Book Review -A Dangerous Legacy


It is the turn of the century in New York City. Lucy and her brother Nick have inherited a decades old family legal feud  which requires all their resources to fight. While Lucy and Nick live frugally, their uncle lives like a king, thwarting their every attempt at justice.

Lucy’s work as a telegraph operator with the AP news service puts her in direct contact with the British Sir Colin Beckwith, who works for Reuters. Though they are attracted to each other, their companies’ rivalry precludes any type of relationship. Not to mention that Colin, who bears a noble name and heritage, is in New York seeking a wealthy wife to prop up his crumbling estate.

At the same time Lucy and Nick’s legal drama takes an unexpected turn, Colin learns something about her which could put their case in jeopardy. At the same time Lucy runs across a news item which could ruin Colin’s reputation and thereby his marriage hopes.  In an agreement of quid pro quo, Lucy and Colin decide to join forces while fighting their mutual attraction.


There is a reason Elizabeth Camden is one of my favorite authors and A Dangerous Legacy proves the reason why.

For one reason, I love that she writes strong, independent, but also flawed and human heroines.  Lucy, like other Camden heroines, is employed in a unique career in a time where most women stayed at home. If they did work it was as teachers, maids, factory workers, shop clerks or cooks. But Lucy has an important position as a telegrapher, which she uses to help contribute to her and Nick’s living costs and legal fees. Lucy is brave and fearless, but also a little naïve and foolish. At times I found her stubbornness frustrating, as do her brother and Colin. But that just make her all the more real.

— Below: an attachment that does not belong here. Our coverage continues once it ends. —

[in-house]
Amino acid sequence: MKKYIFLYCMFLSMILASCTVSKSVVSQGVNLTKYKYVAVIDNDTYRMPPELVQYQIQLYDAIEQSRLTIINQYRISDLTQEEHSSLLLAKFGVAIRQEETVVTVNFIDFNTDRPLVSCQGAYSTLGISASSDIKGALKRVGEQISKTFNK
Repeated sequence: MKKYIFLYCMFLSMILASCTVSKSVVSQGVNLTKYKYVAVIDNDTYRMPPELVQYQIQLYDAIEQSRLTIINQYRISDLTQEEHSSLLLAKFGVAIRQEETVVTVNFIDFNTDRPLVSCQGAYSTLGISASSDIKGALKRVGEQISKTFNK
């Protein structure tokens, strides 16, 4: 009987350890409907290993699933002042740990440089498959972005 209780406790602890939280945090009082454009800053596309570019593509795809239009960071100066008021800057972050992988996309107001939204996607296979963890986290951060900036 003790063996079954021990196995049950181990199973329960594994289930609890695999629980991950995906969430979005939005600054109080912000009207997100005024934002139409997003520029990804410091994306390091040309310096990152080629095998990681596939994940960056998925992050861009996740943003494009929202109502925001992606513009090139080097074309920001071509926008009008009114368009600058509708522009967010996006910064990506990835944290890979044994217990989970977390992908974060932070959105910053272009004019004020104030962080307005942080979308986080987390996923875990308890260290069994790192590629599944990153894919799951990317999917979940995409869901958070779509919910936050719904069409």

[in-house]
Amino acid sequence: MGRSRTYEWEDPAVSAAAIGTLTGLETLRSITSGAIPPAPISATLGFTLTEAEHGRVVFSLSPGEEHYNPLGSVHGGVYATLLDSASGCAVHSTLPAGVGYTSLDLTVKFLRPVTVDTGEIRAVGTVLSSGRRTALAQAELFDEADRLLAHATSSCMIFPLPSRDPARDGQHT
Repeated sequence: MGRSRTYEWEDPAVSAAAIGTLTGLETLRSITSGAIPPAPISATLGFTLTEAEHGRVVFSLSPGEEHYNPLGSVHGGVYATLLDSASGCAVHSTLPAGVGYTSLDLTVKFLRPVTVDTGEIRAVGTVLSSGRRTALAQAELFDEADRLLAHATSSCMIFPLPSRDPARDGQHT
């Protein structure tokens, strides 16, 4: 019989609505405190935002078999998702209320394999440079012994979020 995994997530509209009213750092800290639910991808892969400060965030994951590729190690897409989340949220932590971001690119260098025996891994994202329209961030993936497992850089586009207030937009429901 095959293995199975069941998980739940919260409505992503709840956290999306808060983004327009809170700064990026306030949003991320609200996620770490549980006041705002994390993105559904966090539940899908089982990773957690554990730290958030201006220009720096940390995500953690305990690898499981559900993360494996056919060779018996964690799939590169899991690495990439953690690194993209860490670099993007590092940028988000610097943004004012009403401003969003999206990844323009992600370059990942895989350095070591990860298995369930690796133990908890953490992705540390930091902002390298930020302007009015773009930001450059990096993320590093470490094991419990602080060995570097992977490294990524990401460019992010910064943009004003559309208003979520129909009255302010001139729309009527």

Another reason I love Camden’s books are her heroes. Each one of them is unique and not your typical one dimensional leading men. Though they are all honorable, they are not generally the strong, silent or tall, dark and handsome types. Some are poetic congressmen, or fugitives seeking justice. In Sir Colin Beckwith, we find a man burdened by his family legacy but also striving to maintain it. And despite his title, he isn’t too good to work at something he loves. He also has a hidden weakness, which makese him all the more endearing to me. As does his sense of humor and the way he teases Lucy. But above all, like all of Camden’s heroes, Colin is a man who can be depended on.

I was initially hooked by the author’s romances within her novels. But in the last couple of books I’ve read, I’ve found myself gravitating more towards the historical aspects of her stories. Camden’s research of the historical details and events is  superb and the way she weaves all these details in without the dreaded “info dump” is amazing. Instead, I always feel as if I am living forgotten pieces and moments of history.

In her last book I learned all about pearl farming. To be honest, I never knew pearls were farmed. In A Dangerous Legacy, I was immersed in the world of the early news service providers, the AP and Reuters, which also taught me much about telegraphy. And thanks to Lucy’s brother’s profession, I also explored the sewage and plumbing tunnels under New York City. You just never know what piece of history you will live next when reading an Elizabeth Camden novel.

So yes, I am singing the praises of one of my favorite authors. As I’ve come to expect, A Dangerous Legacy, continues a tradition of excellent research, writing and historical world building while also presenting very complex but human characters. If you’ve never read an Elizabeth Camden novel, you can’t go wrong beginning with A Dangerous Legacy. And good news! If you enjoy it, the sequel, A Daring Venture, which will tell Nick’s story is releasing later this year.

For the images which inspired the story and the characters, check out the author’s Pinterest page.


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One Reply to “Book Review -A Dangerous Legacy”

  1. Despite the fact she remains one of my favorite authors, Elizabeth’s books are not among recent reads. Glad to know this one is, as usual, worth reading. 🙂

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